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Denfeld students respond to hate speech with positive messages

Students wrote postive messages on Post-it notes and stuck them to the walls of Denfeld High School Monday and Tuesday, after racist graffiti was found in a girls' bathroom at the school last week. (Photo submitted by Melissa Thoreson Kliegle)

In the wake of racist graffiti found at Denfeld High School last week, students have plastered the walls of the school with uplifting Post-it messages, resurrecting a similar 2015 effort.

The leadership class Executive Board spent time Monday and Tuesday writing inspiring notes that included "we are not divided," "love each other" and "be kind."

The graffiti referenced President-elect Donald Trump, and was found in a stall in a girls' bathroom on Friday.

Denfeld senior Johanna Unden made a video of the notes spread throughout the school and posted it to Twitter on Tuesday with the hashtag #takebackourwalls and the message: "this is how Denfeld responds to hate."

Unden, the Denfeld student representative of the School Board, said at its Tuesday night meeting that students were shocked by what was written. She had friends who didn't want to go to school after news of the graffiti spread because they were afraid, she said.

"This isn't how it should be; I love my school. We are welcoming to everyone and I don't want the community to think we aren't," Unden said. "We want to look toward the positive and move on from what has happened."

Superintendent Bill Gronseth showed Unden's video during the board meeting and said "intolerant behavior" would result in "serious disciplinary measures." He acknowledged an increase in election-related behavior at elementary, middle and high schools that included intolerance of race, religion and gender identity. He said students should report all incidents.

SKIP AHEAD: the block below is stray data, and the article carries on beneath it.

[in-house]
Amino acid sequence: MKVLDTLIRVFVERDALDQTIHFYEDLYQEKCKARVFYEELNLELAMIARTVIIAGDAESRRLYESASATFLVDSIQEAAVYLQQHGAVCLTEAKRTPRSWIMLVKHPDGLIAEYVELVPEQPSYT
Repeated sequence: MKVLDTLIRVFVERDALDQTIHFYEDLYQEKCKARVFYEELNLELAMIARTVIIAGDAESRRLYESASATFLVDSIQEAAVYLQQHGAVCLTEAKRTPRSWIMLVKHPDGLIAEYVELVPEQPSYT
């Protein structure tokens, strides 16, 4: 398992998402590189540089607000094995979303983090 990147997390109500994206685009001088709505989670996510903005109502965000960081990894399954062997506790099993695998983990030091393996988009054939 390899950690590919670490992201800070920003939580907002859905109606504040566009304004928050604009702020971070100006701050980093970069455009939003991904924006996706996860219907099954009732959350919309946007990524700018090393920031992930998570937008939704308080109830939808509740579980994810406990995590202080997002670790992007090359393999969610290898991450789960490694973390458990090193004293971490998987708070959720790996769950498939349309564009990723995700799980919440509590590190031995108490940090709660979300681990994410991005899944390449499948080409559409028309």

He thanked student leaders for their efforts in helping to "mend" the community.

"At a time when our country is so divided we have to be vigilant — especially as educators — regardless of political affiliation, to do our best to ensure every student feels safe in our schools," Gronseth said.

In 2015 the same Denfeld government class started the Post-it project in an effort to combat bullying.

Spencer Frederickson, School Board student representative from East High School, shared a statement with the board expressing his school's commitment to being safe and welcoming.

Each of the secondary schools has been addressing election-related concerns with class discussions.

Following last week's election, racist graffiti was also found at both Maple Grove (Minn.) High School and the University of St. Thomas in St. Paul, and hate speech has been aimed at some East students by another student via social media.